Minor Leagues? A Major Deal To Many Players

I spotted this classic ad at

When you write to a player, current or retired, consider the guy’s whole career.

Quite often, I get reader questions. “What do I ask someone in a letter?”
My traditional answers are:
1. Make it personal
2. Make it specific
Here’s a #3. Consider being unique.
Even if someone had his “cup of coffee” with a pennant winner, I’m sure other fans and collectors have noted the novelty of this.
Have you looked at this person’s minor league stats?
A so-so major leaguer could have been a AAA star. One of those AAAA players, better than any of the competition. 
It’s helped me to reference Iowa minor leaguers. I’ve seen my share of minor league games here. When the world was agog over Cubs rookie Mark Prior, I chose to write him about his two dazzling outings with the Iowa Cubs. I saw the latter, watching Chicago general manager Jim Hendry from his skybox. After each strikeout, the GM’s eyes grew bigger and his smile wider. I told him about seeing the visiting team lined up at the dugout railing, watching not as rivals, but as fans.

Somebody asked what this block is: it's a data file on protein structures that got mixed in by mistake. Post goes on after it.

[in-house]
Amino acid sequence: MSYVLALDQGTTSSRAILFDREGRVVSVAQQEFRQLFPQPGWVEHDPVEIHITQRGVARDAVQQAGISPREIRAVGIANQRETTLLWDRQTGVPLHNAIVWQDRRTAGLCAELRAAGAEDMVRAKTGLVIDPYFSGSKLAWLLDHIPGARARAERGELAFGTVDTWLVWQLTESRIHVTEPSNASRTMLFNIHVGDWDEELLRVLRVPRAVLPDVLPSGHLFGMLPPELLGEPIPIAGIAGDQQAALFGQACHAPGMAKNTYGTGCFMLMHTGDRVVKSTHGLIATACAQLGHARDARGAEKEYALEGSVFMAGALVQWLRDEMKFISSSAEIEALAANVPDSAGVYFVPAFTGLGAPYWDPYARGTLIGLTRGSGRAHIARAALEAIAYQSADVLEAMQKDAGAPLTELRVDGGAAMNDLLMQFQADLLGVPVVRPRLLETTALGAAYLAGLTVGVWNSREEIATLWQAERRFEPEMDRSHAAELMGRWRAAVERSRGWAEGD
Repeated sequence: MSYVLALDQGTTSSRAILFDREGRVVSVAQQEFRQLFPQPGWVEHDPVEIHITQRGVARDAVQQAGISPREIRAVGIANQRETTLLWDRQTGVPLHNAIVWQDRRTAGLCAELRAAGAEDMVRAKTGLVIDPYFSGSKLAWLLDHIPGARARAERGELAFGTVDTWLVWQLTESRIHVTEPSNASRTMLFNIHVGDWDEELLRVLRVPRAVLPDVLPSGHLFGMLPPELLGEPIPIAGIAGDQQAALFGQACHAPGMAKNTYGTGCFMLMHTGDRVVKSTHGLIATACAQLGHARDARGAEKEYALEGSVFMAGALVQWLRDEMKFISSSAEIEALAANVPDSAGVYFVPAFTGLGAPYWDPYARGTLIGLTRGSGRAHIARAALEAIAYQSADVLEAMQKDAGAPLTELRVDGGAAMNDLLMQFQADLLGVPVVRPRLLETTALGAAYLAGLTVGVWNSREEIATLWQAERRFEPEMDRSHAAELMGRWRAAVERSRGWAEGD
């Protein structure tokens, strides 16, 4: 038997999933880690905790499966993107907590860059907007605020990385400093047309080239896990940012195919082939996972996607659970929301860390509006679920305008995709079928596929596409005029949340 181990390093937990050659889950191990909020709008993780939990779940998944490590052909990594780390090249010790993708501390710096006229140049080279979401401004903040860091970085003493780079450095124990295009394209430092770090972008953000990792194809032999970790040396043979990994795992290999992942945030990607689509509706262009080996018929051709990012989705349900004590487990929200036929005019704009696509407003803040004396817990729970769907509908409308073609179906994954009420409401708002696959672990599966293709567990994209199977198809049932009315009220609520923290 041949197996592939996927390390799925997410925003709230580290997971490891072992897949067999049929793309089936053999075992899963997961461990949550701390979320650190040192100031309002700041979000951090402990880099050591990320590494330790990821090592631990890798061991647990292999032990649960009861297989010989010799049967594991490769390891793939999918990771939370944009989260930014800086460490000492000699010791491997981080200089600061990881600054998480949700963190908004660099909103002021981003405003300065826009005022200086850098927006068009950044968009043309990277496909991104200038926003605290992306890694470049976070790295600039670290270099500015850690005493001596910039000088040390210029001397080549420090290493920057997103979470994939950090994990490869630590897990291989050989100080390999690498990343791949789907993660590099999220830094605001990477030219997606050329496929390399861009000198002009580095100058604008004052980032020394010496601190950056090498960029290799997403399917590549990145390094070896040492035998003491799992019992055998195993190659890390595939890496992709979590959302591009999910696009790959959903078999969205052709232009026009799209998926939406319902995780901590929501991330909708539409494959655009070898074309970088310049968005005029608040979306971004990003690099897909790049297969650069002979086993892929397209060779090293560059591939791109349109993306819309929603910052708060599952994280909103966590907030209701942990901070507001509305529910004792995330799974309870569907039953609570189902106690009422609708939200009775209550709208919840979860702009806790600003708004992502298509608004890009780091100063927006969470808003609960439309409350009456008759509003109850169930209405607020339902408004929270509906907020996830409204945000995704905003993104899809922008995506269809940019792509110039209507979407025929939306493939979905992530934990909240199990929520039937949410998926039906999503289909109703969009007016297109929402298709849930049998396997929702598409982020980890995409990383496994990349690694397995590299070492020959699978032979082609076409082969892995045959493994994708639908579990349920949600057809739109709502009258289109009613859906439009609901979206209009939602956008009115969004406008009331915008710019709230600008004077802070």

Yes, I got a great response in record time.
Sure, anyone would trade time in the majors for the minors. But knowing that one day in the bigs is only part of someone’s story. That’s the kind of letter I’d like receiving.

Cub Mark Prior Showed Good Letters Count

Why would you have an autographed newspaper clipping?

Because a rookie sensation clipped it out for me.

In 2002, I had attended the Iowa Cubs AAA games that launched pitcher Mark Prior to Stephen Strasburg-like potential. I watched visiting players on their dugout steps, staring and gasping like fanboys. I picked out Chicago general manager Jim Hendry in a Des Moines skybox nodding again and again for each strike, grinning like he just hit the lottery.

I wrote all this to Prior the week Chicago promoted him. I told him how meaningful it was to be part of his ascent to the majors. Plus, I mentioned that I thought I’d never afford the autographs offered in the team gift shop. However, I was enclosing a 9-by-12 SASE. Please, would he have a couple of photos to send to me and my brother?

Enclosed were two carefully-clipped color photos, one from the Tribune, one from the Sun-Times. Both showed that famous pinched Prior signature.

The moral? Forget the form letter. Lose the canned paragraphs. Dream big. Be personal every time. There’s no better way to beat those major league odds.

%d bloggers like this: